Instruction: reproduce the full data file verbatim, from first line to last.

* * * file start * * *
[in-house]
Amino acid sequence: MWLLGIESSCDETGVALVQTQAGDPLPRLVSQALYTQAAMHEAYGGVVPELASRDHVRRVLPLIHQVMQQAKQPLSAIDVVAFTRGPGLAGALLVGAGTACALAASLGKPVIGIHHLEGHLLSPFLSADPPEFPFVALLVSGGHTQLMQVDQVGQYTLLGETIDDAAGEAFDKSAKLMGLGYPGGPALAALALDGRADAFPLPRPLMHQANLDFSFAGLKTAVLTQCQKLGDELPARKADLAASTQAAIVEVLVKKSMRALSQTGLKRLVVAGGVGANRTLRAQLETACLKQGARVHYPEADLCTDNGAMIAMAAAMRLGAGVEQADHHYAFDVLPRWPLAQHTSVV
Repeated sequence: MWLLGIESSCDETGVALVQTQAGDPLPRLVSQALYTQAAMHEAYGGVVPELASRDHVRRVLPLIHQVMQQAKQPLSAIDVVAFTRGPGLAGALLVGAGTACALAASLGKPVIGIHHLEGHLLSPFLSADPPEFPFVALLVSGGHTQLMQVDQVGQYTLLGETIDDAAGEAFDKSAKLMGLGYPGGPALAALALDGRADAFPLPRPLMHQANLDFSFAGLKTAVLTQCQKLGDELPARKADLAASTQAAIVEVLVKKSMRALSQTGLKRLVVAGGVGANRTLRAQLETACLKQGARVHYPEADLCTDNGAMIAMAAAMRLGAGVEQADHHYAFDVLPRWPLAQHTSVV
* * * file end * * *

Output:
[in-house]
Amino acid sequence: MWLLGIESSCDETGVALVQTQAGDPLPRLVSQALYTQAAMHEAYGGVVPELASRDHVRRVLPLIHQVMQQAKQPLSAIDVVAFTRGPGLAGALLVGAGTACALAASLGKPVIGIHHLEGHLLSPFLSADPPEFPFVALLVSGGHTQLMQVDQVGQYTLLGETIDDAAGEAFDKSAKLMGLGYPGGPALAALALDGRADAFPLPRPLMHQANLDFSFAGLKTAVLTQCQKLGDELPARKADLAASTQAAIVEVLVKKSMRALSQTGLKRLVVAGGVGANRTLRAQLETACLKQGARVHYPEADLCTDNGAMIAMAAAMRLGAGVEQADHHYAFDVLPRWPLAQHTSVV
Repeated sequence: MWLLGIESSCDETGVALVQTQAGDPLPRLVSQALYTQAAMHEAYGGVVPELASRDHVRRVLPLIHQVMQQAKQPLSAIDVVAFTRGPGLAGALLVGAGTACALAASLGKPVIGIHHLEGHLLSPFLSADPPEFPFVALLVSGGHTQLMQVDQVGQYTLLGETIDDAAGEAFDKSAKLMGLGYPGGPALAALALDGRADAFPLPRPLMHQANLDFSFAGLKTAVLTQCQKLGDELPARKADLAASTQAAIVEVLVKKSMRALSQTGLKRLVVAGGVGANRTLRAQLETACLKQGARVHYPEADLCTDNGAMIAMAAAMRLGAGVEQADHHYAFDVLPRWPLAQHTSVV